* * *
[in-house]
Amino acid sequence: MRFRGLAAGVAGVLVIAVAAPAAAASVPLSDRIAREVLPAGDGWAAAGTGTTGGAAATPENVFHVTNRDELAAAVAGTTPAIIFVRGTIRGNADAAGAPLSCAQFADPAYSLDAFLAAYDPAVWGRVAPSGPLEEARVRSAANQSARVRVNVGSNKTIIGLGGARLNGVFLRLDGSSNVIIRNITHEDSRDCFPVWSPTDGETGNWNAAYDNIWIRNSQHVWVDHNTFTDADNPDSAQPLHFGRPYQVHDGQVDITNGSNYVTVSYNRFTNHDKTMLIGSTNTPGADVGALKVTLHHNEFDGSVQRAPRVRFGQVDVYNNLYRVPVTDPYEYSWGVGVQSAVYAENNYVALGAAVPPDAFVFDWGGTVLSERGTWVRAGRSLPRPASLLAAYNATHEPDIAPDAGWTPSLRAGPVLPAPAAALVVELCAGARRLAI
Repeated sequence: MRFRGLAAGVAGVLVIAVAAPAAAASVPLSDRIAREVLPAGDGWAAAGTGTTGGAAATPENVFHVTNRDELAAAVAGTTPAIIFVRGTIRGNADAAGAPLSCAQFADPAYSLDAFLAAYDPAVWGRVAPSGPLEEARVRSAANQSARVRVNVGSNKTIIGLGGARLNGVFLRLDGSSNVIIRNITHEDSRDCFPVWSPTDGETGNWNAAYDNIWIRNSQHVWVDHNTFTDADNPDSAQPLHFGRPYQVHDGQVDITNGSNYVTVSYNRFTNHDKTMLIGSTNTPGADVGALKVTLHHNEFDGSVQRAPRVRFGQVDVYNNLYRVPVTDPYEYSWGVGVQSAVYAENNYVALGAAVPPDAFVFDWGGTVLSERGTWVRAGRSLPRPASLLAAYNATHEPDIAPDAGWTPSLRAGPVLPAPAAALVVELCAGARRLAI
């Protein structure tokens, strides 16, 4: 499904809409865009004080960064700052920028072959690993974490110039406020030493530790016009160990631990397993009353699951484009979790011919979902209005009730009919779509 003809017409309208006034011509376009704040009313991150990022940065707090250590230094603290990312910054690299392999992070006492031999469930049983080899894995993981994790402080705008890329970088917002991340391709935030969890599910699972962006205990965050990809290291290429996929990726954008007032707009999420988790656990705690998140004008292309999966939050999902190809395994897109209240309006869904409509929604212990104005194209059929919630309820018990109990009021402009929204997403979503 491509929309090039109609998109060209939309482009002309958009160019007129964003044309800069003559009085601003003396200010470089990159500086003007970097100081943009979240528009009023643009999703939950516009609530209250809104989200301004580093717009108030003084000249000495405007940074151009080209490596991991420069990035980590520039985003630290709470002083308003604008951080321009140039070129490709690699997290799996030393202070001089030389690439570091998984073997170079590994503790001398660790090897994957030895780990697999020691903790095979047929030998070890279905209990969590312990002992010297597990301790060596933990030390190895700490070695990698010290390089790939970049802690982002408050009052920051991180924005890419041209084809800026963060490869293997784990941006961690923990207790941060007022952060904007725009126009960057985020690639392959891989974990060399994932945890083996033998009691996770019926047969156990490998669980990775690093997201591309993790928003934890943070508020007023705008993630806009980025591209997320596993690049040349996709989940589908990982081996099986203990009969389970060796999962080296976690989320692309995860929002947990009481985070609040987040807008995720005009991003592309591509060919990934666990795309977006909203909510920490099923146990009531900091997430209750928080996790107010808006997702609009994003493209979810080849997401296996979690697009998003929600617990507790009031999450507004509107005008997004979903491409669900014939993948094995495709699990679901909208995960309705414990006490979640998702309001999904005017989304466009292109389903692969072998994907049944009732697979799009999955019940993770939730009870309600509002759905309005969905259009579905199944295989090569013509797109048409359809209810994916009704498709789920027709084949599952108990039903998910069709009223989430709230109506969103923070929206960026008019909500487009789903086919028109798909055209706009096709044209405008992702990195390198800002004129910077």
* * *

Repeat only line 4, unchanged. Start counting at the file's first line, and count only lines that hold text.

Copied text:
């Protein structure tokens, strides 16, 4: 499904809409865009004080960064700052920028072959690993974490110039406020030493530790016009160990631990397993009353699951484009979790011919979902209005009730009919779509 003809017409309208006034011509376009704040009313991150990022940065707090250590230094603290990312910054690299392999992070006492031999469930049983080899894995993981994790402080705008890329970088917002991340391709935030969890599910699972962006205990965050990809290291290429996929990726954008007032707009999420988790656990705690998140004008292309999966939050999902190809395994897109209240309006869904409509929604212990104005194209059929919630309820018990109990009021402009929204997403979503 491509929309090039109609998109060209939309482009002309958009160019007129964003044309800069003559009085601003003396200010470089990159500086003007970097100081943009979240528009009023643009999703939950516009609530209250809104989200301004580093717009108030003084000249000495405007940074151009080209490596991991420069990035980590520039985003630290709470002083308003604008951080321009140039070129490709690699997290799996030393202070001089030389690439570091998984073997170079590994503790001398660790090897994957030895780990697999020691903790095979047929030998070890279905209990969590312990002992010297597990301790060596933990030390190895700490070695990698010290390089790939970049802690982002408050009052920051991180924005890419041209084809800026963060490869293997784990941006961690923990207790941060007022952060904007725009126009960057985020690639392959891989974990060399994932945890083996033998009691996770019926047969156990490998669980990775690093997201591309993790928003934890943070508020007023705008993630806009980025591209997320596993690049040349996709989940589908990982081996099986203990009969389970060796999962080296976690989320692309995860929002947990009481985070609040987040807008995720005009991003592309591509060919990934666990795309977006909203909510920490099923146990009531900091997430209750928080996790107010808006997702609009994003493209979810080849997401296996979690697009998003929600617990507790009031999450507004509107005008997004979903491409669900014939993948094995495709699990679901909208995960309705414990006490979640998702309001999904005017989304466009292109389903692969072998994907049944009732697979799009999955019940993770939730009870309600509002759905309005969905259009579905199944295989090569013509797109048409359809209810994916009704498709789920027709084949599952108990039903998910069709009223989430709230109506969103923070929206960026008019909500487009789903086919028109798909055209706009096709044209405008992702990195390198800002004129910077």